At about 8:00pm we spotted another rest area and with delight saw that it had toilets that flushed with tank water! Yes, it was labelled “not suitable for drinking” but we were a wee bit desperate (pardon the pun) so we opened up the tank, filled up our bottles, popped in some chlorine tablets and toasted to good health. It was the best drink of water I have ever had.
The next morning we made an early start towards Mount Isa. Once we were within 10 kilometres of the city our phone started going ballistic with all the calls and emails we’d missed since we’d left Katherine, two weeks ago.
Mount Isa is one of the ugliest cities I think I’ve ever been to. It is the original mining town of Queensland: big smoke stacks, big trucks and big guys in fluorescent shirts are the city’s quintessential images. But the place also had big grocery stores, running water and various fast food outlets so I was in heaven.
Whilst sitting at one of these said outlets, Ash and I encountered another cyclist who was attempting to set the new world record for cycling around Australia. We didn’t so much as notice him as we did his huge entourage of helpers: a manager, a masseuse, a medical advisor and about five other people who were doing anything from forcing McNuggets down his throat to researching remedies for saddle sores. Our suggestion was corn flour by the way. They had two vehicles: one an ordinary car and the other a whopping great campervan complete with a kitchen and bed. Not that the record chaser himself seemed to be sleeping much. To achieve the world record he had to pedal 400 kilometres a day and to achieve that, he was cycling through the night. He looked like a zombie and I don’t think what he was doing could be in any way construed as fun. However he had no panniers, was only carrying about 600 millilitres of water at any time and was going the opposite way to us so he had a ripping tail wind. And it was these factors that made Ash declare that he could keep up if he too were riding a carbon fibre roadie.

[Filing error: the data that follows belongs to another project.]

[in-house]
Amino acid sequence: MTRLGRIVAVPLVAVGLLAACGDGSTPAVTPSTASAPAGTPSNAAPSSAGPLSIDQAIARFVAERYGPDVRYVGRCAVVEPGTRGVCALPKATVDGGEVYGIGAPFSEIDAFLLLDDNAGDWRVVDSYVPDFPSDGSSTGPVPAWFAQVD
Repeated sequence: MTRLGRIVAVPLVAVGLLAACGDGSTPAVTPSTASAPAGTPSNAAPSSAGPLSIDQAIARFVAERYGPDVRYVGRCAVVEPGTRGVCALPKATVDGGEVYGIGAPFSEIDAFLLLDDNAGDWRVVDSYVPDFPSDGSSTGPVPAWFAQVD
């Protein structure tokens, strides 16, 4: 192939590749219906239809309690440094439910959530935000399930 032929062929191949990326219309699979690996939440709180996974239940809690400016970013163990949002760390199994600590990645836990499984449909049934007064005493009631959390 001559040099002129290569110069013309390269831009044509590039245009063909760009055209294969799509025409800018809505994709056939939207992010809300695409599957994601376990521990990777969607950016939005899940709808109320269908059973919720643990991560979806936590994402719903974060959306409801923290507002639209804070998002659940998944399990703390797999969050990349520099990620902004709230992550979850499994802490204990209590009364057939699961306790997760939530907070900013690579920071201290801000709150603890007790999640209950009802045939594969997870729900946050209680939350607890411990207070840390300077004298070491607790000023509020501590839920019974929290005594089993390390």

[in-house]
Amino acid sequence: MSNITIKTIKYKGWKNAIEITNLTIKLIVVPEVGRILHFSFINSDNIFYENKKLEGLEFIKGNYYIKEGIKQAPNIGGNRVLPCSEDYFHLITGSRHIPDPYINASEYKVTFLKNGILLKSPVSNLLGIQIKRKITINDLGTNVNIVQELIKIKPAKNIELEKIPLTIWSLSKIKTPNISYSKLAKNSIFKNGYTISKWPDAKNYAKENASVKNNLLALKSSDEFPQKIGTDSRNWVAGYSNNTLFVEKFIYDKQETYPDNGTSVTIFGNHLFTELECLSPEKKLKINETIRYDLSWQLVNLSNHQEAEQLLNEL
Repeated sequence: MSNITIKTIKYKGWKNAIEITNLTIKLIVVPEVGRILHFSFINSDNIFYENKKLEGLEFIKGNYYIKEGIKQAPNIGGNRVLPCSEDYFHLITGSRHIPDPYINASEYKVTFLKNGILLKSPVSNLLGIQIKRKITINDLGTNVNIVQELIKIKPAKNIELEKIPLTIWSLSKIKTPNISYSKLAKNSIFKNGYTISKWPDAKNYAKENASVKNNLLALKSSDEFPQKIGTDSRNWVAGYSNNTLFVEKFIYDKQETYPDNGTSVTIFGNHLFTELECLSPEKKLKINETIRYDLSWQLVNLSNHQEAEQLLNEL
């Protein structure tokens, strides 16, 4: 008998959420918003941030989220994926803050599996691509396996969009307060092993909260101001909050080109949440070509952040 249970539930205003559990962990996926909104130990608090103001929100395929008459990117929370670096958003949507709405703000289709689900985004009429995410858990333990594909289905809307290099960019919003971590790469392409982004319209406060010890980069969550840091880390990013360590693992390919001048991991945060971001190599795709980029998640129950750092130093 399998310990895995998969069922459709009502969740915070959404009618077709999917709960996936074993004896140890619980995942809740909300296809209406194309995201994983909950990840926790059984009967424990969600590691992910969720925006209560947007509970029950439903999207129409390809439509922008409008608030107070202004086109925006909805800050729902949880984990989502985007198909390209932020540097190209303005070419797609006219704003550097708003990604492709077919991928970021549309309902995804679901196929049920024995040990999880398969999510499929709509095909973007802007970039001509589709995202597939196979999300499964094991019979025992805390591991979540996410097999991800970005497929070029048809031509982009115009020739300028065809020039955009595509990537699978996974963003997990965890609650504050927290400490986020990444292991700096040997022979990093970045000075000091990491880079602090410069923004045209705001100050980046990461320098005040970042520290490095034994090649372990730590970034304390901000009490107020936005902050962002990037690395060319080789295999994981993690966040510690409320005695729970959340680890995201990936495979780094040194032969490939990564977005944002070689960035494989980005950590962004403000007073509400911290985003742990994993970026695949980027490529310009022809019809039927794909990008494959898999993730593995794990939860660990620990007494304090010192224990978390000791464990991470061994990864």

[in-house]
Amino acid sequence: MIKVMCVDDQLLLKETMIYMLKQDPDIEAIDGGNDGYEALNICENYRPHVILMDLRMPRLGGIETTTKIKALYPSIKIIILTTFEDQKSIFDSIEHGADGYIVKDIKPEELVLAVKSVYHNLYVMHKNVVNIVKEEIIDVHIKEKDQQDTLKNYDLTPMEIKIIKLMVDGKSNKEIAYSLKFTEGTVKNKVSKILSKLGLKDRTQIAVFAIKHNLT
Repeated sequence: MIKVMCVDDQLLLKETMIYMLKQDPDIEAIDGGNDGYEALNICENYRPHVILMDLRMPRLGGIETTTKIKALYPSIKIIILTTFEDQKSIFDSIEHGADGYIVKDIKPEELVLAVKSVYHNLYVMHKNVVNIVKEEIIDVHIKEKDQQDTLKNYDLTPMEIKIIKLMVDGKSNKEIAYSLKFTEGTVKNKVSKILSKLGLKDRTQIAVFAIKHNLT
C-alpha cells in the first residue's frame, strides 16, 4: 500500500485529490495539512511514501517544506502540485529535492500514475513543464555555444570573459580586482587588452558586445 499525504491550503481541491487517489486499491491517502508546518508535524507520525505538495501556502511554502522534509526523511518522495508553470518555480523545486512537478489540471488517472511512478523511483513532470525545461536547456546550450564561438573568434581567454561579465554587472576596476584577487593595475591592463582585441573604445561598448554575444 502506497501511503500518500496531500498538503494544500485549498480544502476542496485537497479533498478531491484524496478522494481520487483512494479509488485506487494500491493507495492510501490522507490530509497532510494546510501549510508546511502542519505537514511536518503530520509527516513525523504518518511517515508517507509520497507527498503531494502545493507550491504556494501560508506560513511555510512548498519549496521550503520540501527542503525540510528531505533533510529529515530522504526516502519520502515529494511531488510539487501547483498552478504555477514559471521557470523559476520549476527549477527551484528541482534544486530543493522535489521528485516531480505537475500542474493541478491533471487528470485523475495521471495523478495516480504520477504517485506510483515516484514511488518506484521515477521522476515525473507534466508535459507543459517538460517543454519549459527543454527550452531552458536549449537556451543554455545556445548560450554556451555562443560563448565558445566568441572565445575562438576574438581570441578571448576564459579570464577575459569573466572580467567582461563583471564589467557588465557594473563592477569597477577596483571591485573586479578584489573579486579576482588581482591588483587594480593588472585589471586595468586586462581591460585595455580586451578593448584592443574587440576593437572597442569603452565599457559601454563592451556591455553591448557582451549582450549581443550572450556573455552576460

He was probably right you know. People always joked before we flew out to London that the next time they would see us, we would have legs like tree trunks. Mine were still more twig like but Ashley’s were monstrous… a good indicator of who was doing most of the pushing. He’d given up trying to wear ‘modesty pants’ over the top of his lycra shorts because he figured two layers were hotter than one and so everywhere we stopped, people stared at Ashley’s legs. Or were they staring at his crotch? It was pretty hard to tell. Once, a mother and her small child walked their shopping trolley into me while trying to successfully navigate around his quads. Oh how will he ever wear skinny jeans again?